Posted 18 July 2006 - 06:07 PM
It's my understanding that acronyms and mnemonics are best used not to help memorize a list of words but to help keep lists of words in a specific order.
An example of an acronym usage would be for the color spectrum. The acronym would be roygbiv or Roy G. Biv (Mnemonic Acronym) for Red, Orange, Yellow, Green, Blue Indigo, Violet. It doesn't really help one memorize the color names but it sure does help keep one from putting the color Violet before the color Green.
An example of a mnemonic would be for keeping the order of zoological (and botanical) classifications: Kings Play Chess On Friday Given Space for Kingom, Phyllum, Class, Order, Family, Genus, Species (anyone who's had Zoology will likely have had to know the exact order for a test). While King can help one memorize the first classification Kingdom, Play certainly doesn't help one memorize the word Phyllum.
The strength of most acronyms and mnemonics for memorization is in keeping proper order rather than names. Some word groupings just don't lend themselves well to such mnemonic devices and the Scout Oath is one of them - the reason is it has too many words that start with the same letter - Trustworthy and Thrifty, Courteous, Cheerful and Clean. Another reason could be too many letters altogether.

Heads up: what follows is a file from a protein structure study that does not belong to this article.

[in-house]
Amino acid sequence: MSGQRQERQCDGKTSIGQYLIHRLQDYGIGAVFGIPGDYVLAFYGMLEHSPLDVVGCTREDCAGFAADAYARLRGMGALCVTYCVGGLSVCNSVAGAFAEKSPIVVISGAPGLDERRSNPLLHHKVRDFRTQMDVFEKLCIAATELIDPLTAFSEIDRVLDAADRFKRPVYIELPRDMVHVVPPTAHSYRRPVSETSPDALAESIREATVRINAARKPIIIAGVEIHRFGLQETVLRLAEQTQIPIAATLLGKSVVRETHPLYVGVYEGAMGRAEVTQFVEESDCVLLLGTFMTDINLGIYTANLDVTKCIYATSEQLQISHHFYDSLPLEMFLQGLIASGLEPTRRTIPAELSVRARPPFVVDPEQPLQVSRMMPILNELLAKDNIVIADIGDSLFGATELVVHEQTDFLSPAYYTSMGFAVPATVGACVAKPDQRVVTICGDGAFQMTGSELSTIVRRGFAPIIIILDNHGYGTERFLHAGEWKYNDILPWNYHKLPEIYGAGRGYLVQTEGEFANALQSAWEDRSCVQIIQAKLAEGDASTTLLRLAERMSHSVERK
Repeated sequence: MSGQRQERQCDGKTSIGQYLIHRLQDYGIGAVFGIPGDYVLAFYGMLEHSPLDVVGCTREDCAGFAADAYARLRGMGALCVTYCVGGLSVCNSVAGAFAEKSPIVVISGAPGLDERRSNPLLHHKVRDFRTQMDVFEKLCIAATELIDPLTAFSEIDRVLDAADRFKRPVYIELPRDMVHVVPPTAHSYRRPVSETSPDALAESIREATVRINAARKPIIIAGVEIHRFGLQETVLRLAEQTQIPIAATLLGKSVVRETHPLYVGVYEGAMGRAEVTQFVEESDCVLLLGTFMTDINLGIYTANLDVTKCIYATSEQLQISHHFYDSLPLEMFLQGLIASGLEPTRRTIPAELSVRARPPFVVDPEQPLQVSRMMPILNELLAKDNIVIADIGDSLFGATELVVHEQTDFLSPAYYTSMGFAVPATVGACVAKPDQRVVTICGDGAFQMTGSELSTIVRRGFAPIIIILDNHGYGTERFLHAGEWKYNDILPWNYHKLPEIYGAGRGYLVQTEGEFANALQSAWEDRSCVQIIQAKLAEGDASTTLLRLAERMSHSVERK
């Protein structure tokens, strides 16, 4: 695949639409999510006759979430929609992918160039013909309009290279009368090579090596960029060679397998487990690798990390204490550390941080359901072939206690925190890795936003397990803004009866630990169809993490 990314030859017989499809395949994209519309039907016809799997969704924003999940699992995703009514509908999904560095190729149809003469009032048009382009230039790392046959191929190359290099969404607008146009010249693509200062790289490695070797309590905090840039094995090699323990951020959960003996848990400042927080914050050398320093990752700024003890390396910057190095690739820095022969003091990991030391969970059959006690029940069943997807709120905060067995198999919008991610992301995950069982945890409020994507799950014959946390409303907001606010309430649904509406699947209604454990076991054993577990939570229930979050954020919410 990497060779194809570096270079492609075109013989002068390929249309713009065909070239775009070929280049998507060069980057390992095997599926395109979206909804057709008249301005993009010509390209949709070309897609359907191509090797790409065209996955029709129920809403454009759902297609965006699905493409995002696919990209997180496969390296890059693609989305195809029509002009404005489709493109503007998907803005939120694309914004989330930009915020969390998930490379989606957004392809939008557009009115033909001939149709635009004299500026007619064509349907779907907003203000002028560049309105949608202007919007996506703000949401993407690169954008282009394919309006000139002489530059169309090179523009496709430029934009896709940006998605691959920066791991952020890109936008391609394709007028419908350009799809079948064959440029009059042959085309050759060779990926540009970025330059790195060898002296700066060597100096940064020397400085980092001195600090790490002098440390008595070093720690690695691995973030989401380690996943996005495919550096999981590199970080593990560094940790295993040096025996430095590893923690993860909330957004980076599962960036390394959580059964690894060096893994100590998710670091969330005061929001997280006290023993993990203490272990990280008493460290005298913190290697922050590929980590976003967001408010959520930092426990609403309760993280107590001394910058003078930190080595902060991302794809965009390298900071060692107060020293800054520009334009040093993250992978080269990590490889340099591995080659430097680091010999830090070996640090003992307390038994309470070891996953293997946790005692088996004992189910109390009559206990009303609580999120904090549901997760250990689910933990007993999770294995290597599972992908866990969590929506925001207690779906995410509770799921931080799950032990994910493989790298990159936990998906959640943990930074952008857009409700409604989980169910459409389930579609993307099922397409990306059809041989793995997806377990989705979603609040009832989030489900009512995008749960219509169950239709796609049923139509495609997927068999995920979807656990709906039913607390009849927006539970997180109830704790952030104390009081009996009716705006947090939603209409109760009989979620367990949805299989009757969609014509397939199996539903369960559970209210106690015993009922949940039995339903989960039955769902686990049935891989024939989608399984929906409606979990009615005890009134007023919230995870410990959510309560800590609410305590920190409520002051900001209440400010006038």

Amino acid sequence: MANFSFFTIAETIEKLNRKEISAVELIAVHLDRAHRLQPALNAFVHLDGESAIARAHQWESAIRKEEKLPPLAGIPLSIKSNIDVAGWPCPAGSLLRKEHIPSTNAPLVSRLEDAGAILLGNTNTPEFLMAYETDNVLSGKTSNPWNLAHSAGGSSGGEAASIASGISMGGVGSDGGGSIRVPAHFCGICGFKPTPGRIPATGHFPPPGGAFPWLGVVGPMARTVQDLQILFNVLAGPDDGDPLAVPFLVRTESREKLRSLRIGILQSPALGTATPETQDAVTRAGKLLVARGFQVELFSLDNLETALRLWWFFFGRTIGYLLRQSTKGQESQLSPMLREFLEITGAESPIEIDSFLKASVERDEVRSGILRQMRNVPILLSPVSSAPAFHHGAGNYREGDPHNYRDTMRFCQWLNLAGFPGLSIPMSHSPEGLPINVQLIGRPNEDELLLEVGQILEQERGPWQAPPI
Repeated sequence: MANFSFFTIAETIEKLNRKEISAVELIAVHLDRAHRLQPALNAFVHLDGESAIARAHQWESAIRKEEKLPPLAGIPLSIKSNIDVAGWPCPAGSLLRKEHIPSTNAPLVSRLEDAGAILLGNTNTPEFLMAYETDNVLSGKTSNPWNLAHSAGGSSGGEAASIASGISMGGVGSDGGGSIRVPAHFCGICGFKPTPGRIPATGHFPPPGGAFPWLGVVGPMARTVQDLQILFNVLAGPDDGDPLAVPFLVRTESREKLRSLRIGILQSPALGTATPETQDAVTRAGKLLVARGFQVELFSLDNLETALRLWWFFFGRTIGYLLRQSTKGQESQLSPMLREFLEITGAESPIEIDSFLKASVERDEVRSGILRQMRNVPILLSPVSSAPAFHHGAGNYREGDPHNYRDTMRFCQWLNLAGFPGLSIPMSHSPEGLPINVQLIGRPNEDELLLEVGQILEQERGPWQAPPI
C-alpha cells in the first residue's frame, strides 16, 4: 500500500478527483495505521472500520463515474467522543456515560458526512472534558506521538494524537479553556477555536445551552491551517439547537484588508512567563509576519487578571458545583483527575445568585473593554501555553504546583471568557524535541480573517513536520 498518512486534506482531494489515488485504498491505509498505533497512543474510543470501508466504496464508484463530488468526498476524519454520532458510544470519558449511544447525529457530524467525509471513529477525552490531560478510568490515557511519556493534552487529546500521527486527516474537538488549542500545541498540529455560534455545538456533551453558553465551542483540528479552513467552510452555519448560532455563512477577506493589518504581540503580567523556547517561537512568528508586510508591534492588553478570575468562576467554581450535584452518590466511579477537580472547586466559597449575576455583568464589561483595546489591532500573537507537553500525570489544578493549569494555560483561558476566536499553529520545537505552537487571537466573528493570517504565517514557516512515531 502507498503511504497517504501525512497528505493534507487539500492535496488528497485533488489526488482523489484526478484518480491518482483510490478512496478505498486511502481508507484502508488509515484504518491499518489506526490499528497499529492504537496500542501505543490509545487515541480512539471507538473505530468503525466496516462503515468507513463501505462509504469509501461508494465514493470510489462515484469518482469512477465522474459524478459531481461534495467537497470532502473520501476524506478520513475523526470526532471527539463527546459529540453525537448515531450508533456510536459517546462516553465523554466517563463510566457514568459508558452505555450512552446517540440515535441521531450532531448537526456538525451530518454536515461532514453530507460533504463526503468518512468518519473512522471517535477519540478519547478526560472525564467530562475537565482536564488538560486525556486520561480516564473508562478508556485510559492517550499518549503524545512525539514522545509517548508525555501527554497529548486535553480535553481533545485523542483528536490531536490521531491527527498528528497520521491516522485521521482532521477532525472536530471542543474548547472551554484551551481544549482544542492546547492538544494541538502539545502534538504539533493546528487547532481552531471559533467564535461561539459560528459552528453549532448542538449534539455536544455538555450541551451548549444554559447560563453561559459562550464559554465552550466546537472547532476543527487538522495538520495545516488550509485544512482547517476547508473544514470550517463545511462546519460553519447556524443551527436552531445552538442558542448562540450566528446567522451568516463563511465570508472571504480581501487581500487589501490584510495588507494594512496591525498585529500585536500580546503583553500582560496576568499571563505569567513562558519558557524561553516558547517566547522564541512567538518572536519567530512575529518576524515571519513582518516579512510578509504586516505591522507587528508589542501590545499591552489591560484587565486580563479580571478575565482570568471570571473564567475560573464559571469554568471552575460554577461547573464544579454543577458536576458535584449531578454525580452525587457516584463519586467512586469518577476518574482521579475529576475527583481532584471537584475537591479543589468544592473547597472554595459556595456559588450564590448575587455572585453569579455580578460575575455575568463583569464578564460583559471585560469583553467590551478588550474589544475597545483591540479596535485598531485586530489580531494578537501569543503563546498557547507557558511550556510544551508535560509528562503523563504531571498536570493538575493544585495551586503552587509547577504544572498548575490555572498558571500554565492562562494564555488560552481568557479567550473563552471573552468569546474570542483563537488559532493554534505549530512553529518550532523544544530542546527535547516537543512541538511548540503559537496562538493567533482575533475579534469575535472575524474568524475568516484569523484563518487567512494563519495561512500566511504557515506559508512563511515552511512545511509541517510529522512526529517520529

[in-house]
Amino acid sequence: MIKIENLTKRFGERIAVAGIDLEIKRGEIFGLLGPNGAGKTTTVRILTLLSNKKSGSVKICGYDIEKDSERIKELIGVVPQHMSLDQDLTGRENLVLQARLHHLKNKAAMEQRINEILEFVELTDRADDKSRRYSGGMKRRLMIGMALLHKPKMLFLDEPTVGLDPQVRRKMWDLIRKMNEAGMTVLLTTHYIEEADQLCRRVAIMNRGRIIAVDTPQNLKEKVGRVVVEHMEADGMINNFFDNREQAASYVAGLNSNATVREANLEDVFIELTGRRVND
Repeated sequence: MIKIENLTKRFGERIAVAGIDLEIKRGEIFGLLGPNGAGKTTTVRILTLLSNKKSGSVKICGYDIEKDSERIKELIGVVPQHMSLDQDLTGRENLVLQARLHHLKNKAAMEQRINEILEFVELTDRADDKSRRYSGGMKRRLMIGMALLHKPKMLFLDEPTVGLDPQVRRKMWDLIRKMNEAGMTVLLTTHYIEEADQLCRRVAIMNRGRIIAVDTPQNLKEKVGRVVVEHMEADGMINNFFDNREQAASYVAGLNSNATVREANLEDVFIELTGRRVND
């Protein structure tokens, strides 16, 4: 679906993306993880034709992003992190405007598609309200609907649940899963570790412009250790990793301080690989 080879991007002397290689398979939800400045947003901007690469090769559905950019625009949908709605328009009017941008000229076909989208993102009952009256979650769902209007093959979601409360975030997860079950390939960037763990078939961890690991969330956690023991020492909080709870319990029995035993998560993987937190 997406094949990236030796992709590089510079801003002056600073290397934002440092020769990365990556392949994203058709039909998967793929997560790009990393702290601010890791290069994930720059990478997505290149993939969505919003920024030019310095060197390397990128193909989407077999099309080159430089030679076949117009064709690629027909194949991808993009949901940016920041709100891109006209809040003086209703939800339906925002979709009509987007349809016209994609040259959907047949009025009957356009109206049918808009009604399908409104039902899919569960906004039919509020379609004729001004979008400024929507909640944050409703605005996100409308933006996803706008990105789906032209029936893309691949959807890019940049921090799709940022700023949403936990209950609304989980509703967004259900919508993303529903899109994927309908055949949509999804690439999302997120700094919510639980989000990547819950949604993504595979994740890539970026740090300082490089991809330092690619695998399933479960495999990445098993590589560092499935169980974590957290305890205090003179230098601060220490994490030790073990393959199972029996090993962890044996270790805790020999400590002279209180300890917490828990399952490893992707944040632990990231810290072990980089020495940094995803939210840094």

In these instances, a better solution is either to "musicalize" it - how many people learned their ABC's (all 26 letters) by singing the ABC song (and how many of you just had that song pop into your head) or to just go with repetitive vocalization.
Most people are afraid of memorization because they don't believe they can do it. A "trick" I used with Webelos was to use flash cards in order then after a couple of weeks, move one card out of order - someone, if not all of them, will notice it's not in the right place - guess what? If they noticed, they've got it memorized - and the next step is to overcome their performance/test anxiety over the Scout Law. It will soon become second nature.
Just as an aside, at my summer camp, the Scout Oath was posted along the top of the wall in the dining hall so that people could read from the wall if they chose. Where many Scouts like to add the word Hungry (as a very old joke that everyone thinks is original when they first do/hear it but is older than dirt) between Clean and Reverent at summer camp, our side of the summer camp (our camp had two sides) put the word Exit between Clean and Reverent. Why? Because that's where the dining hall exit sign just happened to hang - on the wall between Clean and Reverent. You could tell an East Camper from a West Camper based on the summer camp version of the Scout Law they repeated - West Campers used Exit, East Campers used Hungry.